EL-G School Board reviews safety program

of The Review staff
by Rodney Schroeter

ELKHART LAKE — At the School Board’s Monday meeting, District Superintendent Dr. Ann Buechel Haack introduced the A.L.I.C.E. program, which is a guide for action if the school is menaced by an active shooter.

Elkhart Lake Police Department Officer Scott Niemi explained some of the program’s features, saying, “State guidelines and federal guidelines now want schools and businesses to teach their staff and employees to take more of an active role if there is a type of mass shooting or active shooter.”

Of several guideline programs available, A.L.I.C.E. was chosen for the school district, from which the following is taken:

A. Alert. Can be anything that alerts you to a possible active shooter.

L. Lockdown. A semi-secure starting point from which to make survival decisions.

I. Inform. Use any means necessary to pass on real-time information.

C. Counter. The use of simple, proactive techniques if you are confronted by an active shooter.

E. Evacuate. Remove yourself from the danger zone as quickly as possible.

“Statistically, you have a better chance of being hit by lightning, than ever being involved in a school shooting,” said Niemi. “But we should be prepared. And this is basically what we’re doing.”

The program provides videos for all grade levels.

The board heard from two new staff members: Samantha Hofacker, elementary and middle school guidance; and Kayla Groh-Bardon, district financial administrative assistant.

Buechel Haack presented a packet describing an update of the elementary school playground equipment. The equipment is designed to be “inclusive,” allowing students with physical challenges to participate. Phase 1 of the project would cost $150,000, of which Buechel Haack said an organization has already donated $40,000. She expressed confidence that the entire amount could be covered by donations.

The board discussed various aspects of the playground, its use and its access, during school hours and outside of school hours, then voted unanimously to proceed with Phase 1 of the playground update.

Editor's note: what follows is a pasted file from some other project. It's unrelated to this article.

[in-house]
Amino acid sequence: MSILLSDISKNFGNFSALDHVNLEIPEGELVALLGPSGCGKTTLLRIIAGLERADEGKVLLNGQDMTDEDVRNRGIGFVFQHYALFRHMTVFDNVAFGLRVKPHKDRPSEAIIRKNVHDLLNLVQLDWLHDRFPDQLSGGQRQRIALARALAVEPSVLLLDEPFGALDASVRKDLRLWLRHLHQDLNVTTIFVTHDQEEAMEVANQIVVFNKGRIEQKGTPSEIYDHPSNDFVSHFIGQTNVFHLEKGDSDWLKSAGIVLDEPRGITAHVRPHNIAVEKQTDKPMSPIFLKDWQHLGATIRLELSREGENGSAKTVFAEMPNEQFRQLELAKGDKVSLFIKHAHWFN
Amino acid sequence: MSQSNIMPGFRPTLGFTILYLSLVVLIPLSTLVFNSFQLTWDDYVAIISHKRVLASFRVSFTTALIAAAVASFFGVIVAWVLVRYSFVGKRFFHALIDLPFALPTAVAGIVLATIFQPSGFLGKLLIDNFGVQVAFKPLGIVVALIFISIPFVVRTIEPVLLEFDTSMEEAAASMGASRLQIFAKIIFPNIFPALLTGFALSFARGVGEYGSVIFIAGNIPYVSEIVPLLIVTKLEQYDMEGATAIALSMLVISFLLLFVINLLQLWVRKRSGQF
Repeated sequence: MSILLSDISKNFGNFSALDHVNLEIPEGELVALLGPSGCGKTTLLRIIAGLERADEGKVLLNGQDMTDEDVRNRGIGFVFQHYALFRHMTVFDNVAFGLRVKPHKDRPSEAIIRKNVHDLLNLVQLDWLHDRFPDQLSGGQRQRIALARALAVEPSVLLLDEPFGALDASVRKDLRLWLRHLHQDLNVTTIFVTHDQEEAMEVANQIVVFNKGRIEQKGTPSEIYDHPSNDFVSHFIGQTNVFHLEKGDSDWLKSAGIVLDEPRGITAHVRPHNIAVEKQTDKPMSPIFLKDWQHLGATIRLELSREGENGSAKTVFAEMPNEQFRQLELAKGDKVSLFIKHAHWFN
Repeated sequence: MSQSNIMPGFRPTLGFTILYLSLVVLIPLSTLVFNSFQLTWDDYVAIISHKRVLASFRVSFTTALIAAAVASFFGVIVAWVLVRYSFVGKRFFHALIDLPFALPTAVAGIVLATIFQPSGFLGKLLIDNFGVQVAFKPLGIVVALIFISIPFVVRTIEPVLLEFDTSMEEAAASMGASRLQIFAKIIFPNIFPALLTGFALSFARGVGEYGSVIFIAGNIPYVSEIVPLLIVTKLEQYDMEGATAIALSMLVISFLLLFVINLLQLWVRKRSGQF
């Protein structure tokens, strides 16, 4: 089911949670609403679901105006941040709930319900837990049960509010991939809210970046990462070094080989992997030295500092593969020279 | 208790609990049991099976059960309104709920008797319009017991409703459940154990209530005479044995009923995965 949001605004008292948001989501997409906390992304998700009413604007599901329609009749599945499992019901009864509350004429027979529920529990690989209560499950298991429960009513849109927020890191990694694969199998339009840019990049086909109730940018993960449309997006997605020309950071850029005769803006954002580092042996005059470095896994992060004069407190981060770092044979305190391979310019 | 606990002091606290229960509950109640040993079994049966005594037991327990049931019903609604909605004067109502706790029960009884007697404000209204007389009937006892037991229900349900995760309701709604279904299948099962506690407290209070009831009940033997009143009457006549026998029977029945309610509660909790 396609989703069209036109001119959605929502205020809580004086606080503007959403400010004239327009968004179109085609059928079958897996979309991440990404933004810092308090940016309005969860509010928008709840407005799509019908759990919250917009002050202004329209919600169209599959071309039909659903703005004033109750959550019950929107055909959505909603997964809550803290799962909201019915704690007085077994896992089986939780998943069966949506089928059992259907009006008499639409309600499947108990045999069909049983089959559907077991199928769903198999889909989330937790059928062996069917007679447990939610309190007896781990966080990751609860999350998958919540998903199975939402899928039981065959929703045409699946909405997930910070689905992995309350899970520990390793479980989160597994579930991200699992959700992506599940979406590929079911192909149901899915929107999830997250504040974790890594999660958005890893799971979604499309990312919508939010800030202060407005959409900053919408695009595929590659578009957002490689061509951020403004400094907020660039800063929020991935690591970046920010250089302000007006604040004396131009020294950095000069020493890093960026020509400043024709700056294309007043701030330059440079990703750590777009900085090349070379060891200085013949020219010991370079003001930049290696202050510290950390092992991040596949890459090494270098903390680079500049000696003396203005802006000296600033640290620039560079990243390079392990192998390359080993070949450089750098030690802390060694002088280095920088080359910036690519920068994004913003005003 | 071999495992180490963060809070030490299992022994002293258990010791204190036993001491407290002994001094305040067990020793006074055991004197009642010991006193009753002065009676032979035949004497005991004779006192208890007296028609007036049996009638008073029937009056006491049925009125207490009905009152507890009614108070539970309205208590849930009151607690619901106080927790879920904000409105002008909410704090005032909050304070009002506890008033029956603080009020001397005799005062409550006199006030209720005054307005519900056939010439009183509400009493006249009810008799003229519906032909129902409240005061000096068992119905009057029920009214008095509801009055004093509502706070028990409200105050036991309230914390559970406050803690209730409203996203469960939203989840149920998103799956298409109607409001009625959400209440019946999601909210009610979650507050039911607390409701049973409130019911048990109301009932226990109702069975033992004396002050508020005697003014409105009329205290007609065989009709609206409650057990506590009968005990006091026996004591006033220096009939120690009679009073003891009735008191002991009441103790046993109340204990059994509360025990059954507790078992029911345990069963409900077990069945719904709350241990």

The 2016 tax collection numbers were distributed to the board. The total levy for the year was $5,477,474.

Board member Scott Heinig expressed appreciation for the tour of newly-refurbished facilities during the recent annual meeting.

Student Council representative Aryka Klemme summarized student activities: Homecoming week and its associated activities, Clash Day and activities benefitting juvenile diabetes.

Elementary Principal Deb Hammann’s highlights of activities in junior kindergarten through eighth grade included distribution of Chromebooks to fourth- and fifth-grade classrooms, Chromebook education to several grades, basic computer coding being taught to seventh-graders and a fun run coming up at the end of September to raise money for field trips.

High School Principal Ryan Faris told the board the year is off to a great start, both academically and in regard to clubs and athletic teams. He mentioned Leadership Day (the theme of which was vocal leadership and leading by example), Homecoming and the pumpkin and mum sale at the end of this week. “I’m sure we’re going to hear tons of things from our clubs and organizations,” he said.

The board unanimously voted to:

• Accept several contributions to the school, with thanks and appreciation for the contributors.

• Approve a contract for a district financial administrative assistant.

• Revisions to several district policies.

• Changing the name of the compliance officer from former High School Principal Jim Brown, to Ryan Faris, the new principal, where the compliance officer is named in the district’s policies.

• Approve a Future Farmer of America field trip to Indianapolis, and a high school band trip to Chicago.

• Approve new Science textbooks for grades 3 to 5.


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